Monday, 25 March 2013

Section 25 - Looking From A Hilltop

Section 25 is an English post-punk and electronica band, best known for the single "Looking From A Hilltop" and their association with iconic Manchester record label Factory Records.

Joined by percussionist Lee Shallcross, Section 25 gradually evolved a more electronic-dance direction, a process which culminated in the album From the Hip and remix single "Looking From A Hilltop", both released in 1984 and produced by Bernard Sumner of New Order. This second iteration of the band also featured Angela Flowers aka Angela Cassidy (vocals, keyboards) and Jenny Ross (vocals, keyboards). The five-piece completed a lengthy second tour of North America in January 1985, where the single "Looking From A Hilltop" achieved a measure of club success.

Section 25's psychedelic past is right up front from the very first note: a reversed drumbeat. As you'd expect, the percussion is right up in the remix, trailed by dreamy keyboard melodies: as the vocal comes in, the rhythm resolves into a springy metal-beat, underscored by a hypnotic bass line and overlaid with hi-pitched synth sounds – like droplets of rain.

The voices – of Jenny Ross and Larry Cassidy – float in and out of this glistening sound picture. The lyric tunes in and out, and what you can hear has the usual Section 25 mix – the desire for freedom tempered by depression: "I just want to see your face to see your face to see your face to/I just want to see your face/Bring me down, bring me down."

In the end, Looking from a Hilltop (Megamix) is all forward motion. At eight minutes, the track isn't a second too long: all the elements are subordinate to the irresistible Moroder-esque modulations, which give a framework over which the group and the remixers pour backwards synths, wailing rock guitar, and all manner of ambient noises.

With this epic – one of the best tracks from a great year for electro – Section 25 finally achieved the grandeur that they had always sought. Released in June 1984, the 12" – with a bright orange sleeve – made waves in the UK and was a club hit in New York. It was also picked up by black radio stations in the Chicago area, and consequently fed into the early house scene.
Jon Savage 

Those that have this record know what an amazing track this is. The remix is an electronic masterpiece; bass heavy,industrial with lush keyboards and allsorts of fuuristic sounding bleeps...The vocal side is sytnth music of the highest order.

I must be one of the few lucky ones to own this amazing track on a 12-inch record. I believe only few thousand copies were pressed back in 1984.

Where was I when I’d bought the record? Ah yes! It was sometime in late October 1985, after school, at Starsounds record store on Young Street in Toronto. Starsounds was a great record store that sold only 12-inch records of every genre, especially to DJ’s. At that time, I was looking for synth/techno/pop tracks when Axel F by Harold Faltermeyer was hot. Flipping through Starsounds’ bin of old/unsold records, my fingers came to a stop at this one particular vinyl with gloriously colored luminous-orange sleeve: Section 25.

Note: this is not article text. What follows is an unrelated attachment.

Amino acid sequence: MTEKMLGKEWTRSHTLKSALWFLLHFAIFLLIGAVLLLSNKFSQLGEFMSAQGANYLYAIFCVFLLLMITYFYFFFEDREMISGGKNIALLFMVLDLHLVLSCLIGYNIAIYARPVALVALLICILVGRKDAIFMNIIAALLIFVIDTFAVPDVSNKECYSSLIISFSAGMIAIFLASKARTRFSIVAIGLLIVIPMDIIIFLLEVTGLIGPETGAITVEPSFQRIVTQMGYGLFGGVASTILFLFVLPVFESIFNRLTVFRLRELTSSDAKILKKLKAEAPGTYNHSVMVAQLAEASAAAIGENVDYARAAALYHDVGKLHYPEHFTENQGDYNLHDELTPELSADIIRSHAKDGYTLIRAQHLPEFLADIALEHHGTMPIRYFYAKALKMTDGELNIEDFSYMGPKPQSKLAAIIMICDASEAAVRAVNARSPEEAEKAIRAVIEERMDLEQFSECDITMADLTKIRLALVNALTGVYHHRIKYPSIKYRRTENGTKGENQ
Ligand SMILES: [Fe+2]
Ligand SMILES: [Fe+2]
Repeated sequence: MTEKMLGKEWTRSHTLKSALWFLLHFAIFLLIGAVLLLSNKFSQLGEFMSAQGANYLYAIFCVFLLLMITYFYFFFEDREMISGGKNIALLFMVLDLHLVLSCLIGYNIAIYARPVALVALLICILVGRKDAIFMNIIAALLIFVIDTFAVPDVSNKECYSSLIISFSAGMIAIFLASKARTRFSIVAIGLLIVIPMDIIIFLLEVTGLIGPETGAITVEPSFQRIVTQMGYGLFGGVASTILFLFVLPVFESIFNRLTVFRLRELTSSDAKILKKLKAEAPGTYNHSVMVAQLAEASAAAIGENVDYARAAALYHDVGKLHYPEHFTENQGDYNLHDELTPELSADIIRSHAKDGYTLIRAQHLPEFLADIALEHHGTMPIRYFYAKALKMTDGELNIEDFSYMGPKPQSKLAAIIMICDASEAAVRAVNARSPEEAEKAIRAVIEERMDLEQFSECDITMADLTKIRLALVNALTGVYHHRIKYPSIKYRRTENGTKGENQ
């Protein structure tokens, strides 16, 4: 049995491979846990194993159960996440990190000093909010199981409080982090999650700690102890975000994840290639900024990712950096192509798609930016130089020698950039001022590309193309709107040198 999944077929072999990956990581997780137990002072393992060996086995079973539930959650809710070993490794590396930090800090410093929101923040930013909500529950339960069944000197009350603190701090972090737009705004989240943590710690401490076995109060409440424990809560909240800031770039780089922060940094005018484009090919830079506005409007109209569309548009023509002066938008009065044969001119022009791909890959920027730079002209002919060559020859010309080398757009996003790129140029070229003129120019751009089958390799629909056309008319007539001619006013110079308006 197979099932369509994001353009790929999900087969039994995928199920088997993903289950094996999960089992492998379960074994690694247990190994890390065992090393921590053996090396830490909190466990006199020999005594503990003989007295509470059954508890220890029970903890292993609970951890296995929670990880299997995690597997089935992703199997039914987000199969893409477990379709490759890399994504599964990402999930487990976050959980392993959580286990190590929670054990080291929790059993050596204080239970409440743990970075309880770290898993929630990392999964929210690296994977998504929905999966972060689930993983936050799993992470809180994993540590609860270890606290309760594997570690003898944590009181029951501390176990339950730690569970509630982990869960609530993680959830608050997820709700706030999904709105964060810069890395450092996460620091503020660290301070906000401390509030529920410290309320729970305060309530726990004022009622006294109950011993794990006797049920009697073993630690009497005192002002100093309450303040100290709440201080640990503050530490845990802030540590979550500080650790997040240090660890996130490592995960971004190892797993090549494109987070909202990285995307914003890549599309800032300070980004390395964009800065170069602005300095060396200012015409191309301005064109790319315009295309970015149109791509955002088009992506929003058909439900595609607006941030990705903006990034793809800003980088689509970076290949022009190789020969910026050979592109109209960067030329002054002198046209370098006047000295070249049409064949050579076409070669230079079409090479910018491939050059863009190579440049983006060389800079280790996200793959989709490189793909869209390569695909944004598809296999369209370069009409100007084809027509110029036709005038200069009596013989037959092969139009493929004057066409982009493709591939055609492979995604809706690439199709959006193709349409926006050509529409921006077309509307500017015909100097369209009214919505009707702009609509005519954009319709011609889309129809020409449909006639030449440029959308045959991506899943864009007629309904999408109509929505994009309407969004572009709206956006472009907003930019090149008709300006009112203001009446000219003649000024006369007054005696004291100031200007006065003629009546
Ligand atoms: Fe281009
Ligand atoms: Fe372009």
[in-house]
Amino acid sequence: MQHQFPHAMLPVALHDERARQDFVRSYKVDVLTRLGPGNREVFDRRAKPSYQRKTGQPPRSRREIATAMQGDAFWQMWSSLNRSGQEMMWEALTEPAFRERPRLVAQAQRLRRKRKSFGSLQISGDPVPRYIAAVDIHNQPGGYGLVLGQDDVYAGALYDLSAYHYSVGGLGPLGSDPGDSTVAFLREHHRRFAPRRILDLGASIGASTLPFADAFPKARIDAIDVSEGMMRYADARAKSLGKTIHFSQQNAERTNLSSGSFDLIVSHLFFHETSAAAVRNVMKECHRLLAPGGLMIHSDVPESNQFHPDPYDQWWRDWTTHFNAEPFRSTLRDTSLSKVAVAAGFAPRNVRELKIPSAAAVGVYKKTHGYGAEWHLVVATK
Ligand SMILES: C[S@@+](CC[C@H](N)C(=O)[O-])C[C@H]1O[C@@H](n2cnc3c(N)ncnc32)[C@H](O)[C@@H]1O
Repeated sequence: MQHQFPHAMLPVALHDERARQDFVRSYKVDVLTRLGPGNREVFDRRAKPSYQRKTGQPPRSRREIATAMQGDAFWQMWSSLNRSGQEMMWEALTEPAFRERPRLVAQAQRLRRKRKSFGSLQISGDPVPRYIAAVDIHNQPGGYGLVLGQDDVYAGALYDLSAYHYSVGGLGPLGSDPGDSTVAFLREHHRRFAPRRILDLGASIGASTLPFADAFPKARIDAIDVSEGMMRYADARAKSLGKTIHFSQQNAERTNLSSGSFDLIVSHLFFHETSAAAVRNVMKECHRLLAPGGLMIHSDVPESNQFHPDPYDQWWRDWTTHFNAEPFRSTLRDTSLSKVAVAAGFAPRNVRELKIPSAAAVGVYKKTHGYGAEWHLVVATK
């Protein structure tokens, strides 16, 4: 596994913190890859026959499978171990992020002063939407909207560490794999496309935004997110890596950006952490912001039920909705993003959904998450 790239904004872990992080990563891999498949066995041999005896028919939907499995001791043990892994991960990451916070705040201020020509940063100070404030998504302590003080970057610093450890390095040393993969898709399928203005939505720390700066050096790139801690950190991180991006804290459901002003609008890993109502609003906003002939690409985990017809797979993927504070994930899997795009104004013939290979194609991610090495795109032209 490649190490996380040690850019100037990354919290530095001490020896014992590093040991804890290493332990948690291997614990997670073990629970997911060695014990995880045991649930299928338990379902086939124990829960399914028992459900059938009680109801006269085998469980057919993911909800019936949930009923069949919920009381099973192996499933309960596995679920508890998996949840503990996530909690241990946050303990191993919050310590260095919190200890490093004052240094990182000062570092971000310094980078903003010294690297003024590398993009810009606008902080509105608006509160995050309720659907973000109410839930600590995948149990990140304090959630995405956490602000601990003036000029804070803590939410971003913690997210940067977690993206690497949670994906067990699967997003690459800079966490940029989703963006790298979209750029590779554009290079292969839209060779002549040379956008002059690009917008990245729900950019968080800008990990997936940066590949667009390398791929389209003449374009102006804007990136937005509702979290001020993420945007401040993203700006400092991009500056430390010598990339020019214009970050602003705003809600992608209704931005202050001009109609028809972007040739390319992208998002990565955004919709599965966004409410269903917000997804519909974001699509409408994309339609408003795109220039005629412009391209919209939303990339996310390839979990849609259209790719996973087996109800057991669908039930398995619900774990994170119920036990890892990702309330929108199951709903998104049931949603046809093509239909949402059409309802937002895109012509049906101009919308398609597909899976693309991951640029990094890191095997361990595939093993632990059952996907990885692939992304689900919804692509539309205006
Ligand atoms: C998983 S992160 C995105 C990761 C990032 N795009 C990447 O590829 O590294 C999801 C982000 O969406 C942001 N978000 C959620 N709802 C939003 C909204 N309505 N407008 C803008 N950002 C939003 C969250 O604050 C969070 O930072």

I held the record up in a tilted-angle closer to my eyes just to read its center label. It was hard to read, because the words and fonts were ultra moderno that were printed with light, shiny luminous colors. Yeah… a record looking great in graphic-design but lacking in function (such as reading its textual content).

Even though I had no idea who Section 25 was, my gut said: This the record you’re looking for, buddy! Just the words 45 A Factory Record and Restructure From Fact 90 on the center label were enough to convince me the record was INDEED an electronic one that was meant for me. Still in my formal shirt/tie/jacket school uniform, I bought the record with my only $20-Canadian. Going home in the subway (the TTC), I was staring at the record and second-guessing what it might sound like. Once I got home, I ran to my room and dropped the needle to the record. The usual at the start of any record: few seconds of crackles, scratches and pops…

…And then there was music!

The track on Side-B starts with reverse tom-tom drums followed by reversed-&-gated 808 claps in 1/16th-note progression. Then –BAM– the beat drops like a cyber-atomic bomb: → Heavy industrial baseline → Synth bleeps/zaps all over the stereo-field → Lush synthesizer and Mellotron pads → Cyberpunk female lead vocals → Whispery male backup vocals. Electronic techno industrial pop bliss → → Hands down, an absolute electronic industrial masterpiece!
Omar Hash

Thought I would switch it up for a change and post an 80's synth pop track from the legendary Factory Records stable. This cut from Section 25 was a staple of mine some years back when I incorporated quite a bit of new wave and post punk into my DJ sets. I dusted this record off in anticipation of the upcoming Section 25 show at Mezzanine in SF and it served to remind me that I still love this kind of stuff.

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